In 2007 the Taliban insurgency took place in Swat, Pakistan, and Swat as we knew it had forever changed. The war officially ended in 2009, however, area-specific outbreaks continued resulting in the shooting of Malala Yousufzai in 2012. Even though the Taliban were declared officially defeated in Swat two years later and the 1.6 million Internally Displaced People (IDPs) were able to return home, women continue to have little access to public spaces and education to date.
The project aims to virtually relive a memory in which women roamed freely in Mingora Bazaar, and their haunting absence was not yet pronounced. Using mixed reality, I want to bring back the women to Mingora Bazaar.
A key focus of this thesis is to demonstrate the absence of Pakistani women in public spaces in Northern Pakistan. It explores the categorical change in the visual image of a bazaar in Mingora Swat where women have been removed from public spaces in the aftermath of the Taliban Insurgency. Research includes analysing artistic works in Film, Photography, Media Art Installations, and Immersive Journalism, particularly in the context of oppressive regimes in the modern Islamic World and its impact on women.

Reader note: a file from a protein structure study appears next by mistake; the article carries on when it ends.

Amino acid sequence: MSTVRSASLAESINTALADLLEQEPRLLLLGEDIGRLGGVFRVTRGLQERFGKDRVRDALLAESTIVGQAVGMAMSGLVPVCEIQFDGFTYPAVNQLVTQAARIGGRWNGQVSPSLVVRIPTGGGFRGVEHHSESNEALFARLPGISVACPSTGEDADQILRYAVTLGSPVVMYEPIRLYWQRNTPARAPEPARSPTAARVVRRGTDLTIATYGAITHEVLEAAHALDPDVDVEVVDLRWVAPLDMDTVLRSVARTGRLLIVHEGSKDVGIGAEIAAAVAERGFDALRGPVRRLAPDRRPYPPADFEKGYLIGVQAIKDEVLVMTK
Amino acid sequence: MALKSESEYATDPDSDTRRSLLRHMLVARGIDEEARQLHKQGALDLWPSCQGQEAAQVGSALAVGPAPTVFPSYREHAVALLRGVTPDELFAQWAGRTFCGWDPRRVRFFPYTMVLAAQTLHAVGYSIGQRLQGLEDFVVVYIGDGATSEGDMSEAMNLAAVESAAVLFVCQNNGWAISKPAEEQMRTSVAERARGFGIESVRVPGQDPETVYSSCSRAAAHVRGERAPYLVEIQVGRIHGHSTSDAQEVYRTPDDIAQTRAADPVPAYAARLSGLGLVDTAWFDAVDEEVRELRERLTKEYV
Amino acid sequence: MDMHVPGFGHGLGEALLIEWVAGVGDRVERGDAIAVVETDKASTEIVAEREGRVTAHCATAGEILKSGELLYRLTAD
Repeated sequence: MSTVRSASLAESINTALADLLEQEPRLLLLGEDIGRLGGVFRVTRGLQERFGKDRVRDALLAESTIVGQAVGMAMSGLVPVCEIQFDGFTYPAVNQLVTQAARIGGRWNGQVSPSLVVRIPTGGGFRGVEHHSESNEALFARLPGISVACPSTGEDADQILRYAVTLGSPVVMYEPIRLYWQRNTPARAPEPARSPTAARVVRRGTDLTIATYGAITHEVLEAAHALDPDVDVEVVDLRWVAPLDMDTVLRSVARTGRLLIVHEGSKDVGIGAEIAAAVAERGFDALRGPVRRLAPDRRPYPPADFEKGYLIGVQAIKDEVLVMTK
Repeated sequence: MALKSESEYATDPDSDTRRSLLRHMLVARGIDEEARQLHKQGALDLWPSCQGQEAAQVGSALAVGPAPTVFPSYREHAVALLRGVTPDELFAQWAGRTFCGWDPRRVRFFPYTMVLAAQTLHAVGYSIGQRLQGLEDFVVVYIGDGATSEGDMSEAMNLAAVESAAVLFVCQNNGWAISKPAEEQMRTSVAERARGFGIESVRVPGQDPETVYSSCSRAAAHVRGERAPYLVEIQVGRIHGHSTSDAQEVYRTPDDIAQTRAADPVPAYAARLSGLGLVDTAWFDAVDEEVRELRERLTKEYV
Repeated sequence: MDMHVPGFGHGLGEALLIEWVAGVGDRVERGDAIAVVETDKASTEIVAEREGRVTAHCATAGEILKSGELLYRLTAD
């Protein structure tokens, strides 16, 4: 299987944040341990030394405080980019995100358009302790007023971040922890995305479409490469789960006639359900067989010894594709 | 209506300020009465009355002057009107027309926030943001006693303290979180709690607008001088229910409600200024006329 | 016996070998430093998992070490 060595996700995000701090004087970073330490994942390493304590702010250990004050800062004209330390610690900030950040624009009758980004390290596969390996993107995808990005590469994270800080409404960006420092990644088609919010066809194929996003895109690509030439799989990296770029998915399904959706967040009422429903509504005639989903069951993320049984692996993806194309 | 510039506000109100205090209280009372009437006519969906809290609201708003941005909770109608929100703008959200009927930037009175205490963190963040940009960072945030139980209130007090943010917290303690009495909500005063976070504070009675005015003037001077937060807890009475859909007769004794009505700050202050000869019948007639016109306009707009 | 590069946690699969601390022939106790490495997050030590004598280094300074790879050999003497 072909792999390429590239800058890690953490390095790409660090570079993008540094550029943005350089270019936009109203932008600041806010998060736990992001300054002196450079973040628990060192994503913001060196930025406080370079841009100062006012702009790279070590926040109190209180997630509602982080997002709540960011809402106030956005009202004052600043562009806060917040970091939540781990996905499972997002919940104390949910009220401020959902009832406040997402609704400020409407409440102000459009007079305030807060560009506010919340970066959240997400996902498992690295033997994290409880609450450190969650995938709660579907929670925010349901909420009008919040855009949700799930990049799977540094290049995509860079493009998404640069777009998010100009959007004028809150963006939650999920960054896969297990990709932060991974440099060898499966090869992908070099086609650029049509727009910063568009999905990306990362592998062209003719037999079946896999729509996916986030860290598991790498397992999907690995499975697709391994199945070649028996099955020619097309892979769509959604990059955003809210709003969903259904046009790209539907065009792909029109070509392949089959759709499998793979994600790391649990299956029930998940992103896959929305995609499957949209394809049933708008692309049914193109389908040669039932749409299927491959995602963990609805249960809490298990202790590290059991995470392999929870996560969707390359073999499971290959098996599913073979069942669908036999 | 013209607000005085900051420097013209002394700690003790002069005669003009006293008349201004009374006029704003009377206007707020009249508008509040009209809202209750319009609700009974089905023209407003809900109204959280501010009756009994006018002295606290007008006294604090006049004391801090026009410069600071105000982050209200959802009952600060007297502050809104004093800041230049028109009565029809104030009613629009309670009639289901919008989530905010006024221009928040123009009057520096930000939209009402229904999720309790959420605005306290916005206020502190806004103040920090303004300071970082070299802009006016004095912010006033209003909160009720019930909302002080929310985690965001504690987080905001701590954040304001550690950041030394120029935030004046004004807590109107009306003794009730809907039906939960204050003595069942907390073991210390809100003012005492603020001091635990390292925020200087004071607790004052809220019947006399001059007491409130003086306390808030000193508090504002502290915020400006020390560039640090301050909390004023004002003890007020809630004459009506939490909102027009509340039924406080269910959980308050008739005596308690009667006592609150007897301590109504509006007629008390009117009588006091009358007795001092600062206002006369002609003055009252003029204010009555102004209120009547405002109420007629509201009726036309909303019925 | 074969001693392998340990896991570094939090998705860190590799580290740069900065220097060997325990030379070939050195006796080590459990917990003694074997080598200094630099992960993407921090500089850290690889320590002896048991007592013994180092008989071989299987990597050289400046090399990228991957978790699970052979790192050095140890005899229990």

Where are the women?
This thesis takes on an intimate introspection to the situation in Swat, Pakistan from the perspective of the artist. In a practical realization of this, a Virtual Reality Prototype has been produced of an installation that uses interviews, video footage, and interactive virtual space to create an immersive experience for audiences to be able to visualise the absence of women in the Mingora bazaar. Women reappear in a spatial limbo that exists at the cusp of the past and the present in Swat. Elements of nostalgia and sounds of a distant past populate this virtual space and bring back the essence of femininity that is missing in the Mingora of today.
Through this project, I want to start a conversation about the absence of women in the public space in the northern areas of Pakistan. While doing so I also want to relive a time in Swat where women could freely be part of the public space.